In February 2008, a mentally ill inmate died while in custody. He was found cold to the touch and laying in his own feces. Officials say he was being held naked in solitary confinement for 11 days and developed hypothermia. His final cause of death was cardiac arrhythmia.
Back in 1998, Jerome Laudman pled guilty to strong armed robbery and was sentences to 10 years in jail.
Laudman sufferred from "schizophrenia, mental retardation, and bipolar disorder." He also had a speech impedement that made it difficult for him to communicate.
During Laudman's time in the South Carolina prison system, it was harshly criticized for its treatment of mental illnesses. In 2000, the system was categorized as a state of "crisis" for its mental health practices.
While Laudman was incarcerated, he was committed to the psychiatric hospital approximately 13 times. On one visit, he was prescribed medication and a follow-up visit but was never taken back to see the psychatrist.
In early February of 2008, Laudman was moved to the Lee Supermax cell. This cell was created for punishment and for intensive supervision. It still remains a mystery as to why he was moved to this cell, although one administrator told an investigator that he was being disruptive, destroying his room, and not wearing clothes.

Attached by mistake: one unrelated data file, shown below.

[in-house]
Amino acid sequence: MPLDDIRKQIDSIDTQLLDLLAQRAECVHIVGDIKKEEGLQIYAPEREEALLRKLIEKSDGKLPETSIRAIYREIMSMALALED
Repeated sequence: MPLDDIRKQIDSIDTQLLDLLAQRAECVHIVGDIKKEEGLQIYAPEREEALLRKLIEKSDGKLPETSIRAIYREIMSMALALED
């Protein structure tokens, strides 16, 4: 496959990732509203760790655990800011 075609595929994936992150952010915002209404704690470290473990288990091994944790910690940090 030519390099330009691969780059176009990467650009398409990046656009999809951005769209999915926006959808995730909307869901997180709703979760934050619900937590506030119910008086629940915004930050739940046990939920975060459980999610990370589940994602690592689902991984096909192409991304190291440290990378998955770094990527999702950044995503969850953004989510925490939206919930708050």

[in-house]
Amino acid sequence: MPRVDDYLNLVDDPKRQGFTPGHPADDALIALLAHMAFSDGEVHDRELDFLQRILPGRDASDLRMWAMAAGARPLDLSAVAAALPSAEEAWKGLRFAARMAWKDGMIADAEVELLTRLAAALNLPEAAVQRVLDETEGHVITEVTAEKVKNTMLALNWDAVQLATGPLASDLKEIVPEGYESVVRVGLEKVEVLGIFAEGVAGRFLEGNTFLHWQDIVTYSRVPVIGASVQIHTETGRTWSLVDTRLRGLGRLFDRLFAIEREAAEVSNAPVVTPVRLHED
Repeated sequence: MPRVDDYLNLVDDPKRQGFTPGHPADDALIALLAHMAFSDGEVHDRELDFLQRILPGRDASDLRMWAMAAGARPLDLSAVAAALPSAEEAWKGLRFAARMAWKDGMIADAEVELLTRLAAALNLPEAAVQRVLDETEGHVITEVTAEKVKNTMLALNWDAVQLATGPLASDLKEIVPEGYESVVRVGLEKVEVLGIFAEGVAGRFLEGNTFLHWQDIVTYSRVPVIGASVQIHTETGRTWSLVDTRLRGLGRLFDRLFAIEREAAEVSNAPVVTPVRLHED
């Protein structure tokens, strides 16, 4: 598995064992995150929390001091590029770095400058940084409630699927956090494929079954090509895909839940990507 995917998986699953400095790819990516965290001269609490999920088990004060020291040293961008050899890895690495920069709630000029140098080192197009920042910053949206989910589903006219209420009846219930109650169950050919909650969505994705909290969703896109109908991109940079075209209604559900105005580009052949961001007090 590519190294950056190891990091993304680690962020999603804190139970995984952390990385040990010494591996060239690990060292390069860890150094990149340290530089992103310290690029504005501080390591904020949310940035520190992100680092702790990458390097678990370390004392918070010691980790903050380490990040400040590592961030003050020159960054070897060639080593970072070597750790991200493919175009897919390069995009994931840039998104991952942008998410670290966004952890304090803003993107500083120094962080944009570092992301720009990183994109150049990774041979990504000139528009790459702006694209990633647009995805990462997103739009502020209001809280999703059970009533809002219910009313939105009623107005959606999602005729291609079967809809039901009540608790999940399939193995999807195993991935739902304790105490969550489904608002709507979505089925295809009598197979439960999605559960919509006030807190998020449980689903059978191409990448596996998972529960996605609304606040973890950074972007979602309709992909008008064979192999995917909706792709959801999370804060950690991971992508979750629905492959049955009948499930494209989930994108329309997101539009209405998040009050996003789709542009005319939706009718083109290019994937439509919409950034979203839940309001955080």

Before being put in the cell, witnesses told investigators that he was sprayed with chemical munition after refusing to be handcuffed and then thrown into the wrong cell. The officer then pulled him out and threw him into the correct cell.
While in the Lee Supermax cell, Laudman was stripped of basic necessities like underwear, socks, shoes, uniform, mattress, sheets and blanket, etc...The room was cold, and he was not provided his medication.
After several days, an officer told his supervisor that Laudman didn't look well and that his food trays were piled up near the door. He did not write these things up in a report because in the past he had been told to leave it alone.
On February 18, 2008, Laudman was checked by nurses and was found cold to the touch and laying in his feces. He also was unresponsive, had a low pulse, and his eyes were dilated.
After Laudman was removed from his cell, a couple inmates were told to clean the cell up before investigators got there and to not talk about what had happened. Investigators saw no signs of feces or vomit but did note that the cell smelled of cleaning supplies.
Laudman's family filed a wrongful death suit against the prison system and settled in 2014 for $1.2 million dollars. The prison system has since changed policies regarding those with a mental illness and continues to work on policies to keep officers, inmates, and the community safe. While the settlement money will not bring back Jerome Laudman, the system hopes it will bring his family some closure on the matter.
Information used for this article was found in "The State" newspaper.